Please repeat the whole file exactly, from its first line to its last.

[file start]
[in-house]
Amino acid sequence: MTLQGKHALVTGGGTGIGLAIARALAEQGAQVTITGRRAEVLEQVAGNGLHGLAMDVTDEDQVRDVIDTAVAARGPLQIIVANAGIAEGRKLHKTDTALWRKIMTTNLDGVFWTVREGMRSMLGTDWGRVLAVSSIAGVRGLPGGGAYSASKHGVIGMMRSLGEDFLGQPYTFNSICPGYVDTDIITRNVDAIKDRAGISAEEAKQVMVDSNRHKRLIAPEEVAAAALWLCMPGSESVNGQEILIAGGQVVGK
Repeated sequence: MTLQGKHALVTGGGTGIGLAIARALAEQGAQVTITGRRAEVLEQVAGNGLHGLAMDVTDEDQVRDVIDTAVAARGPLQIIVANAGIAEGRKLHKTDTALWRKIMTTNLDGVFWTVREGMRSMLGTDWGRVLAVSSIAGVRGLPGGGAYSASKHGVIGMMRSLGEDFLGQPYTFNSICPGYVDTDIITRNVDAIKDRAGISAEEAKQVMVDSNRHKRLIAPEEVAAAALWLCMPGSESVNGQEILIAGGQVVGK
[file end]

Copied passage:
[in-house]
Amino acid sequence: MTLQGKHALVTGGGTGIGLAIARALAEQGAQVTITGRRAEVLEQVAGNGLHGLAMDVTDEDQVRDVIDTAVAARGPLQIIVANAGIAEGRKLHKTDTALWRKIMTTNLDGVFWTVREGMRSMLGTDWGRVLAVSSIAGVRGLPGGGAYSASKHGVIGMMRSLGEDFLGQPYTFNSICPGYVDTDIITRNVDAIKDRAGISAEEAKQVMVDSNRHKRLIAPEEVAAAALWLCMPGSESVNGQEILIAGGQVVGK
Repeated sequence: MTLQGKHALVTGGGTGIGLAIARALAEQGAQVTITGRRAEVLEQVAGNGLHGLAMDVTDEDQVRDVIDTAVAARGPLQIIVANAGIAEGRKLHKTDTALWRKIMTTNLDGVFWTVREGMRSMLGTDWGRVLAVSSIAGVRGLPGGGAYSASKHGVIGMMRSLGEDFLGQPYTFNSICPGYVDTDIITRNVDAIKDRAGISAEEAKQVMVDSNRHKRLIAPEEVAAAALWLCMPGSESVNGQEILIAGGQVVGK